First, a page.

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We feel that it is necessary at this time to sound a loud and clear warning to Israel, AIPAC, and the Jewish Diaspora.

The German Nazi party has recently enjoyed a resurgence unprecendented since the days of the Holocaust in Europe and the Second World War.

By no means are Jews the only enemy of the Nazis.  These Nazis have caused us a great deal of trouble, as they have also caused and continue to cause much trouble to many other folks, who are neither Jewish nor have any relation to Judaism, and to whom Jewish customs and ordinances are entirely foreign.

Therefore we are committed to mortal combat against these Nazis, and having said this, we feel that we have no choice but to clearly enunciate our warning, which is this:

When Jewish decision-makers and Jewish policy-setters persist year after year in the ATTITUDE of

"We don't care about your rights! You're just lucky that we keep you alive as long as you fight the Nazis for us!"

Then those Jews can expect no special treatment, no favors, and no hospitality from us.

As an example of this ATTITUDE, we mention Jewish "gifts" and "donations" in the thousands of millions of dollars to support medical quackery

and to deny our right to bear arms.

We have set forth Michael Bloomberg as an example: white-collar mobster, drug dealer, and thief in law, capo di tutti capi of the New York Mafia, with henchmen embedded in all levels of local, state, and national government and law enforcement throughout the United States.


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No, I have not "switched sides" or anything like that.

I was not and have never been an unqualified Zionist.

I maintain that the United States of America was on the right side of the Second World War.

Who is a Jew? Those who abide in Jewish Law?

I cannot hold anyone who so opposes the right to bear arms, and supports such draconian gun control laws, as one who loves the Lord of Sabaoth.

5Whoso keepeth the commandment shall feel no evil thing: and a wise man's heart discerneth both time and judgment. 6Because to every purpose there is time and judgment, therefore the misery of man is great upon him. 7For he knoweth not that which shall be: for who can tell him when it shall be? 8There is no man that hath power over the spirit to retain the spirit; neither hath he power in the day of death: and there is no discharge [or, casting off weapons] in that war; neither shall wickedness deliver those that are given to it. 9All this have I seen, and applied my heart unto every work that is done under the sun: there is a time wherein one man ruleth over another to his own hurt.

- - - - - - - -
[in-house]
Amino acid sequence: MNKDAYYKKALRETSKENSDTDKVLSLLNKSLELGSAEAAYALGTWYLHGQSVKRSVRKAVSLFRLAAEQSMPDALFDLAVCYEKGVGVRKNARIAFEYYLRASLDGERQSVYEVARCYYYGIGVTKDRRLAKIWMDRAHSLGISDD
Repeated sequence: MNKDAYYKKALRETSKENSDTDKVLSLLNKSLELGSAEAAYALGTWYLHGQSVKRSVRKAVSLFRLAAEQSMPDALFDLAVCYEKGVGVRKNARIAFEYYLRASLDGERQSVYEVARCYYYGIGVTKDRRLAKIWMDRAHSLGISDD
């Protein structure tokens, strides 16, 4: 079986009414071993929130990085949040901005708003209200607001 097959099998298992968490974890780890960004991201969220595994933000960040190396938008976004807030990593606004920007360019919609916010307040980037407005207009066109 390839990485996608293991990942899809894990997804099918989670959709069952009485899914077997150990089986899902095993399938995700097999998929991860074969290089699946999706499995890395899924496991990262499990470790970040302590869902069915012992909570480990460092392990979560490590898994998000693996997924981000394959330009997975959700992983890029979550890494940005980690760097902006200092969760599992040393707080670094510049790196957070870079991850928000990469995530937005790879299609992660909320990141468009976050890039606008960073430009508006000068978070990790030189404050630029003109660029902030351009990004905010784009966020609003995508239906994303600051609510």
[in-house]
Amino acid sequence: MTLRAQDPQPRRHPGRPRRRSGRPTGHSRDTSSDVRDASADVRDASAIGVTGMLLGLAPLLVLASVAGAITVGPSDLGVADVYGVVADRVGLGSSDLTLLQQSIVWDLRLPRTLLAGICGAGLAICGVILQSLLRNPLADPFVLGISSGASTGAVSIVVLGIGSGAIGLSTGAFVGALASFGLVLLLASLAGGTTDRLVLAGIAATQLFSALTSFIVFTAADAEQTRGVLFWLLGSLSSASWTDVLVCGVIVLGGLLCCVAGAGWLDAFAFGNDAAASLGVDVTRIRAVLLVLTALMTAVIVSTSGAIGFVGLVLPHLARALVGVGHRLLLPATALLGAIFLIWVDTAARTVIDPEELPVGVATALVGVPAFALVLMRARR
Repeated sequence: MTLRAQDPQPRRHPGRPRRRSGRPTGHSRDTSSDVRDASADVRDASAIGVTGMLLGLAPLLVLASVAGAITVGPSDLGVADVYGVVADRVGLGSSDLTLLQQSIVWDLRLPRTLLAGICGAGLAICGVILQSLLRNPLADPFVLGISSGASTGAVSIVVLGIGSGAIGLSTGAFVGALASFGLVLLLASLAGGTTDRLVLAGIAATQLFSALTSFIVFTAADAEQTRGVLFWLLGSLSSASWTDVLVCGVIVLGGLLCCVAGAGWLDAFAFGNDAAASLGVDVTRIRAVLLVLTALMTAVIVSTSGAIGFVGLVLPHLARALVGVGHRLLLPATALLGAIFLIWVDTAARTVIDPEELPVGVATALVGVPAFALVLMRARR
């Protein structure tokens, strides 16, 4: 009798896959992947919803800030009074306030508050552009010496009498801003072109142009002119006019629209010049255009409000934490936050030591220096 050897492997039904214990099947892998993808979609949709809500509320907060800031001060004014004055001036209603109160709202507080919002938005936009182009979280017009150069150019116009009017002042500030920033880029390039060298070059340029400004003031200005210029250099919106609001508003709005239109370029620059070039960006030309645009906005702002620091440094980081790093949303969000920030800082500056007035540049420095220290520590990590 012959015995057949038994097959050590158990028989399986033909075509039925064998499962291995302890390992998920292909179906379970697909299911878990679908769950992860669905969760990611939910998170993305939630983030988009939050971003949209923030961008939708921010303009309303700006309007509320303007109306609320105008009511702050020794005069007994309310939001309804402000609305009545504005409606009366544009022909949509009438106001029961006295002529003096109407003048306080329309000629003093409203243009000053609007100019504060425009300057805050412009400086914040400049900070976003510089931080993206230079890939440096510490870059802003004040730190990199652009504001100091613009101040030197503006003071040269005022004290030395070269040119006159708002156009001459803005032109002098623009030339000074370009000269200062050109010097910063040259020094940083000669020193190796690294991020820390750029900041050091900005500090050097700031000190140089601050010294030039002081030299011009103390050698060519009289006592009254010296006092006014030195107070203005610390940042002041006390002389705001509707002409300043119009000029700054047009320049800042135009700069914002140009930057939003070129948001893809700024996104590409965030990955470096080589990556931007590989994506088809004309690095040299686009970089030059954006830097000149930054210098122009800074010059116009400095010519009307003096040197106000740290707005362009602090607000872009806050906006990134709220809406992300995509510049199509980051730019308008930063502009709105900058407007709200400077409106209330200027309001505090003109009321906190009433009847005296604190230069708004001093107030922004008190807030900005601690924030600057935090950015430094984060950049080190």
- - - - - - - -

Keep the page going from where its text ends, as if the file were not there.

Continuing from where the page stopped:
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On 4/5/2017 at 5:47 AM, inca said:


the economy of Israel is dependent on them

I am furious about that.  Outside the U.S.-government-financed Military-Industrial Complex, Israel's economy is that of a third-world country.  Time for Israel to grow up, get some law and order, and stop sucking off Uncle Sam's tit.

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14 hours ago, Stinger XX said:

I am furious about that.  Outside the U.S.-government-financed Military-Industrial Complex, Israel's economy is that of a third-world country.  Time for Israel to grow up, get some law and order, and stop sucking off Uncle Sam's tit.


American taxpayers love Israel - September 20, 2016


Billions in Taxpayer Money to Israel: How the NYT Hides Unsavory Facts from View

Thanks to American taxpayers, Israel has been receiving $3.1 billion in direct military aid each year, and under a new agreement signed this week that amount is set to rise to $3.8 annually. This is a hefty package and major news, but The New York Times has been oddly reticent about it, running a story on page 6 of the print edition and without fanfare online.

This is not a new phenomenon at the Times. Over the past year, as the United States and Israel have negotiated a new 10-year memorandum of understanding concerning military aid, readers have seen few references to the topic, and even with the signing of a new agreement this week, the newspaper maintains its minimalist approach.

The article by Peter Baker and Julie Hirschfeld Davis gives few details of the deal, instead proving a great deal of space to the state of U.S.-Israeli relations. The story reports that the present aid package (signed in 2007 and due to expire next year) amounts to "about $3 billion a year" with additional funds of up to $500 million a year authorized by Congress for missile defense.